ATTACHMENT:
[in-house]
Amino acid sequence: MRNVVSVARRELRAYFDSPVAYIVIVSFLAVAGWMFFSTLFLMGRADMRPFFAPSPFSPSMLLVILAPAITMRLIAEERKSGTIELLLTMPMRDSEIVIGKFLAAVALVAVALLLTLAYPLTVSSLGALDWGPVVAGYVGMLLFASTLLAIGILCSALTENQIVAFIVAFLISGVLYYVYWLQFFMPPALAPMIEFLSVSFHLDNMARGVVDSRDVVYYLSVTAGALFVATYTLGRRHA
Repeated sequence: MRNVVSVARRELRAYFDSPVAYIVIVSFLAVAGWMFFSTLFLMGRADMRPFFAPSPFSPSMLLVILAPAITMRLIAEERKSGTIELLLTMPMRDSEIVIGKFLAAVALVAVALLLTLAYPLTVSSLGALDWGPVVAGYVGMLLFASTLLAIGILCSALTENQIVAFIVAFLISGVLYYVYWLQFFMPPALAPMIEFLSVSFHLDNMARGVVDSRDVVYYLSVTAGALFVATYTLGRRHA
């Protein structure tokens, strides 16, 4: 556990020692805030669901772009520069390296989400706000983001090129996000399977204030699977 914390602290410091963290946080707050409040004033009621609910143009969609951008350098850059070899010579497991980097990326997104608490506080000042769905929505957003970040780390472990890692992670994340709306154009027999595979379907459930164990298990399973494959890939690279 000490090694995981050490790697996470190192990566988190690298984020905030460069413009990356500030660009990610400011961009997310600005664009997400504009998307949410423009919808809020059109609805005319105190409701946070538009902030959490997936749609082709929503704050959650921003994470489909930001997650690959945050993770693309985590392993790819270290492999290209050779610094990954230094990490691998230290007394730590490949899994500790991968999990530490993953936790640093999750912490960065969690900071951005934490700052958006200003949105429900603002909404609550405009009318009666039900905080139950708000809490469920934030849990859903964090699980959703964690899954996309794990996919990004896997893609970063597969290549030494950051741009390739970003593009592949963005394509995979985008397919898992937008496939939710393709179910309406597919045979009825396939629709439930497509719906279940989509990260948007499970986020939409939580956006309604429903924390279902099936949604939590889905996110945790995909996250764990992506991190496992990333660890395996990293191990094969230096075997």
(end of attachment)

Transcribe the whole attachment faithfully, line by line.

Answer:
[in-house]
Amino acid sequence: MRNVVSVARRELRAYFDSPVAYIVIVSFLAVAGWMFFSTLFLMGRADMRPFFAPSPFSPSMLLVILAPAITMRLIAEERKSGTIELLLTMPMRDSEIVIGKFLAAVALVAVALLLTLAYPLTVSSLGALDWGPVVAGYVGMLLFASTLLAIGILCSALTENQIVAFIVAFLISGVLYYVYWLQFFMPPALAPMIEFLSVSFHLDNMARGVVDSRDVVYYLSVTAGALFVATYTLGRRHA
Repeated sequence: MRNVVSVARRELRAYFDSPVAYIVIVSFLAVAGWMFFSTLFLMGRADMRPFFAPSPFSPSMLLVILAPAITMRLIAEERKSGTIELLLTMPMRDSEIVIGKFLAAVALVAVALLLTLAYPLTVSSLGALDWGPVVAGYVGMLLFASTLLAIGILCSALTENQIVAFIVAFLISGVLYYVYWLQFFMPPALAPMIEFLSVSFHLDNMARGVVDSRDVVYYLSVTAGALFVATYTLGRRHA
């Protein structure tokens, strides 16, 4: 556990020692805030669901772009520069390296989400706000983001090129996000399977204030699977 914390602290410091963290946080707050409040004033009621609910143009969609951008350098850059070899010579497991980097990326997104608490506080000042769905929505957003970040780390472990890692992670994340709306154009027999595979379907459930164990298990399973494959890939690279 000490090694995981050490790697996470190192990566988190690298984020905030460069413009990356500030660009990610400011961009997310600005664009997400504009998307949410423009919808809020059109609805005319105190409701946070538009902030959490997936749609082709929503704050959650921003994470489909930001997650690959945050993770693309985590392993790819270290492999290209050779610094990954230094990490691998230290007394730590490949899994500790991968999990530490993953936790640093999750912490960065969690900071951005934490700052958006200003949105429900603002909404609550405009009318009666039900905080139950708000809490469920934030849990859903964090699980959703964690899954996309794990996919990004896997893609970063597969290549030494950051741009390739970003593009592949963005394509995979985008397919898992937008496939939710393709179910309406597919045979009825396939629709439930497509719906279940989509990260948007499970986020939409939580956006309604429903924390279902099936949604939590889905996110945790995909996250764990992506991190496992990333660890395996990293191990094969230096075997």